Individual differences in spatial skills appear early, before kindergarten. Yet, it is hard to pinpoint why these differences exist.
Boys’ and girls’ spatial skills tend to be similar during the preschool years. Yet, over time, men tend to score higher on spatial reasoning tests than women. Is this because men have better spatial skills than women? Or is there another contributing factor such as having more early experience with spatial games?
We don’t yet know the extent to which personal experience or biology contribute to sex differences in adult spatial skills. We do know from research that early spatial experiences are related to the development of spatial skills in both boys and girls. Adults are more likely to encourage boys to engage in activities that support spatial skills, like blocks or more complex puzzles. In turn, boys are more likely to engage in spatial play. This can lead to the misperception that boys are born with better spatial skills than girls. But with practice, girls’ spatial skills can be as good as boys’ spatial skills.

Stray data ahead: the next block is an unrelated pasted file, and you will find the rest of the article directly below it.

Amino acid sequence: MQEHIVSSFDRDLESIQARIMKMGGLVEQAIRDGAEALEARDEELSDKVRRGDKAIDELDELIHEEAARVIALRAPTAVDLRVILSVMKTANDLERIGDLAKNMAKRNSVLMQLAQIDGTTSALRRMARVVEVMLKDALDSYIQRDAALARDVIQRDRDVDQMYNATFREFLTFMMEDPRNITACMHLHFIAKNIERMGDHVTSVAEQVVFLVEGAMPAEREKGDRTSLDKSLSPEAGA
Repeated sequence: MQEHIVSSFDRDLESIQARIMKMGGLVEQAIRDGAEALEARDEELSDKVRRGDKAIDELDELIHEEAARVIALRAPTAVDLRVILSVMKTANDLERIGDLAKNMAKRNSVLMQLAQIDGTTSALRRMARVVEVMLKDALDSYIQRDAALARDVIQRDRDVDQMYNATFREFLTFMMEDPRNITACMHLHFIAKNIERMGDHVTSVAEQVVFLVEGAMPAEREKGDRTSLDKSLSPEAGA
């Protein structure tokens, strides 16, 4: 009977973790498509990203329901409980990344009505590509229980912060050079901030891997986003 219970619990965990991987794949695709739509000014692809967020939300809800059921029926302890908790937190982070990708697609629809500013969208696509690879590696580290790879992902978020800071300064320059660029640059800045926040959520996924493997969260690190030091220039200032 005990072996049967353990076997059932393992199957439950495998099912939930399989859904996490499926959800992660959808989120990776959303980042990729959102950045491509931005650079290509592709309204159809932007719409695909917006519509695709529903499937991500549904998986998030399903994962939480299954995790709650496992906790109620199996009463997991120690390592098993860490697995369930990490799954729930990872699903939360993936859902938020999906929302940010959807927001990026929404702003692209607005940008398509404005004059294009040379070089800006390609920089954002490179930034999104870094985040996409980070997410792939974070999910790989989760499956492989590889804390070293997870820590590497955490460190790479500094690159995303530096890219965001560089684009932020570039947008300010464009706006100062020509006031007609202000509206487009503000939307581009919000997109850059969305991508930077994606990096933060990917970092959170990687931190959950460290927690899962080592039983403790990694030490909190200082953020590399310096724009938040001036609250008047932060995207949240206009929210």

- Direction and movement
- refers to the path along which a person or object moves
- Shape awareness
- is the ability to recognize and identify shapes
- Space and position
- refers to the relationship between objects
- Spatial awareness
- includes understanding shape, size, space, position, direction, and movement
- Spatial language
- refers to words that describe the location of objects in space
- Spatial thinking
- is a set of mental skills that we use to reason about the shape, size, position, direction, and movement of objects